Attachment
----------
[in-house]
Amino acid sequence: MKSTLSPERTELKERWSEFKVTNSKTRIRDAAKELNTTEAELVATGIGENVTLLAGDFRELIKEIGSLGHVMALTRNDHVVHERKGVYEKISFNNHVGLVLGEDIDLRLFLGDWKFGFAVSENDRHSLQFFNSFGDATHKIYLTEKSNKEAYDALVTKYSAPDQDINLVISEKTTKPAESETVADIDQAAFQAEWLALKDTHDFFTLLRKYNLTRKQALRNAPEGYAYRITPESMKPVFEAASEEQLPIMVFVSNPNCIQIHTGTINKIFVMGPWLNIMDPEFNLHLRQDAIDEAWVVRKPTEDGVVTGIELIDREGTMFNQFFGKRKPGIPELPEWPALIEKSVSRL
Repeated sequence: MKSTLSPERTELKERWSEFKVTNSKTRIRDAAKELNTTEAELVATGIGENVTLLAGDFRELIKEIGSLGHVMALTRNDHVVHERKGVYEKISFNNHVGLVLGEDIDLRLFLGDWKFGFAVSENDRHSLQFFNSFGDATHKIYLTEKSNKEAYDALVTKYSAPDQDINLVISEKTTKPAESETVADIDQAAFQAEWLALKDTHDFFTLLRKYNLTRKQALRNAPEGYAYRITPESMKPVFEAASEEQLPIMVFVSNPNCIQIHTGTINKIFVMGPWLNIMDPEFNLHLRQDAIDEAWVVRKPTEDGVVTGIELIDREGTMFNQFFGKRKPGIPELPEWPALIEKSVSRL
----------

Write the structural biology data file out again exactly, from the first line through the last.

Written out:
[in-house]
Amino acid sequence: MKSTLSPERTELKERWSEFKVTNSKTRIRDAAKELNTTEAELVATGIGENVTLLAGDFRELIKEIGSLGHVMALTRNDHVVHERKGVYEKISFNNHVGLVLGEDIDLRLFLGDWKFGFAVSENDRHSLQFFNSFGDATHKIYLTEKSNKEAYDALVTKYSAPDQDINLVISEKTTKPAESETVADIDQAAFQAEWLALKDTHDFFTLLRKYNLTRKQALRNAPEGYAYRITPESMKPVFEAASEEQLPIMVFVSNPNCIQIHTGTINKIFVMGPWLNIMDPEFNLHLRQDAIDEAWVVRKPTEDGVVTGIELIDREGTMFNQFFGKRKPGIPELPEWPALIEKSVSRL
Repeated sequence: MKSTLSPERTELKERWSEFKVTNSKTRIRDAAKELNTTEAELVATGIGENVTLLAGDFRELIKEIGSLGHVMALTRNDHVVHERKGVYEKISFNNHVGLVLGEDIDLRLFLGDWKFGFAVSENDRHSLQFFNSFGDATHKIYLTEKSNKEAYDALVTKYSAPDQDINLVISEKTTKPAESETVADIDQAAFQAEWLALKDTHDFFTLLRKYNLTRKQALRNAPEGYAYRITPESMKPVFEAASEEQLPIMVFVSNPNCIQIHTGTINKIFVMGPWLNIMDPEFNLHLRQDAIDEAWVVRKPTEDGVVTGIELIDREGTMFNQFFGKRKPGIPELPEWPALIEKSVSRL